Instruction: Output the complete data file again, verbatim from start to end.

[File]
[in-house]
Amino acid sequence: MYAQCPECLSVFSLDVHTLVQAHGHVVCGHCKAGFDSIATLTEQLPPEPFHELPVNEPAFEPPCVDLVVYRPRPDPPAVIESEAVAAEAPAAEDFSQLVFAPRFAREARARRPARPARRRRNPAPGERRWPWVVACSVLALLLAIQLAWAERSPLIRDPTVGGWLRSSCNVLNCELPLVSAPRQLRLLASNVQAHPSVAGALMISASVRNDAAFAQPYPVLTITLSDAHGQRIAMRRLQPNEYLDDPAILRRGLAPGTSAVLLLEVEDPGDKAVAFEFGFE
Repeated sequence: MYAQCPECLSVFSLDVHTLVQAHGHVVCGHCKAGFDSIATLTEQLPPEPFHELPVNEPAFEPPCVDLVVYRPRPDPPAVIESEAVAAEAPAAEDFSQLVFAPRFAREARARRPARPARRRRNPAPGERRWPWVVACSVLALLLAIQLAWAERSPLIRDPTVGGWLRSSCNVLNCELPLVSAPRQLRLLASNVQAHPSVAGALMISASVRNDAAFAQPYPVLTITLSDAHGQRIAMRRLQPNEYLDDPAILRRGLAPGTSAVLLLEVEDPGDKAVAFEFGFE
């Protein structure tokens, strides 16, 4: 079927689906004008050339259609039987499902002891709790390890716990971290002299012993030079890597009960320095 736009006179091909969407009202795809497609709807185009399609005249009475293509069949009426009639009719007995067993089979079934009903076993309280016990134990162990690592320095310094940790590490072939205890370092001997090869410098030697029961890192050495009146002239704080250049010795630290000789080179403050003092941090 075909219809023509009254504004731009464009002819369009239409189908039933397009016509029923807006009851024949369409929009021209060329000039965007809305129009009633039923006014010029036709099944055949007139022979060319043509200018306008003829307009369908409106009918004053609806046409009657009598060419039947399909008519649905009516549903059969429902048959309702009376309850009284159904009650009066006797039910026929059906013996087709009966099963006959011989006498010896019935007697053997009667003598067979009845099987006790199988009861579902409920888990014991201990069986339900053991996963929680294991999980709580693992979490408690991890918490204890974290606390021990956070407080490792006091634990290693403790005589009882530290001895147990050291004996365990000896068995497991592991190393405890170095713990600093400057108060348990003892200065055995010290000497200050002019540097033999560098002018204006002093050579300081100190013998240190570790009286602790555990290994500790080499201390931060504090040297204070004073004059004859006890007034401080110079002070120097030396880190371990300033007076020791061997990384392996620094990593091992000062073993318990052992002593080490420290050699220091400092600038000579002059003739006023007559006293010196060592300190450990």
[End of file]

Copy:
[in-house]
Amino acid sequence: MYAQCPECLSVFSLDVHTLVQAHGHVVCGHCKAGFDSIATLTEQLPPEPFHELPVNEPAFEPPCVDLVVYRPRPDPPAVIESEAVAAEAPAAEDFSQLVFAPRFAREARARRPARPARRRRNPAPGERRWPWVVACSVLALLLAIQLAWAERSPLIRDPTVGGWLRSSCNVLNCELPLVSAPRQLRLLASNVQAHPSVAGALMISASVRNDAAFAQPYPVLTITLSDAHGQRIAMRRLQPNEYLDDPAILRRGLAPGTSAVLLLEVEDPGDKAVAFEFGFE
Repeated sequence: MYAQCPECLSVFSLDVHTLVQAHGHVVCGHCKAGFDSIATLTEQLPPEPFHELPVNEPAFEPPCVDLVVYRPRPDPPAVIESEAVAAEAPAAEDFSQLVFAPRFAREARARRPARPARRRRNPAPGERRWPWVVACSVLALLLAIQLAWAERSPLIRDPTVGGWLRSSCNVLNCELPLVSAPRQLRLLASNVQAHPSVAGALMISASVRNDAAFAQPYPVLTITLSDAHGQRIAMRRLQPNEYLDDPAILRRGLAPGTSAVLLLEVEDPGDKAVAFEFGFE
């Protein structure tokens, strides 16, 4: 079927689906004008050339259609039987499902002891709790390890716990971290002299012993030079890597009960320095 736009006179091909969407009202795809497609709807185009399609005249009475293509069949009426009639009719007995067993089979079934009903076993309280016990134990162990690592320095310094940790590490072939205890370092001997090869410098030697029961890192050495009146002239704080250049010795630290000789080179403050003092941090 075909219809023509009254504004731009464009002819369009239409189908039933397009016509029923807006009851024949369409929009021209060329000039965007809305129009009633039923006014010029036709099944055949007139022979060319043509200018306008003829307009369908409106009918004053609806046409009657009598060419039947399909008519649905009516549903059969429902048959309702009376309850009284159904009650009066006797039910026929059906013996087709009966099963006959011989006498010896019935007697053997009667003598067979009845099987006790199988009861579902409920888990014991201990069986339900053991996963929680294991999980709580693992979490408690991890918490204890974290606390021990956070407080490792006091634990290693403790005589009882530290001895147990050291004996365990000896068995497991592991190393405890170095713990600093400057108060348990003892200065055995010290000497200050002019540097033999560098002018204006002093050579300081100190013998240190570790009286602790555990290994500790080499201390931060504090040297204070004073004059004859006890007034401080110079002070120097030396880190371990300033007076020791061997990384392996620094990593091992000062073993318990052992002593080490420290050699220091400092600038000579002059003739006023007559006293010196060592300190450990």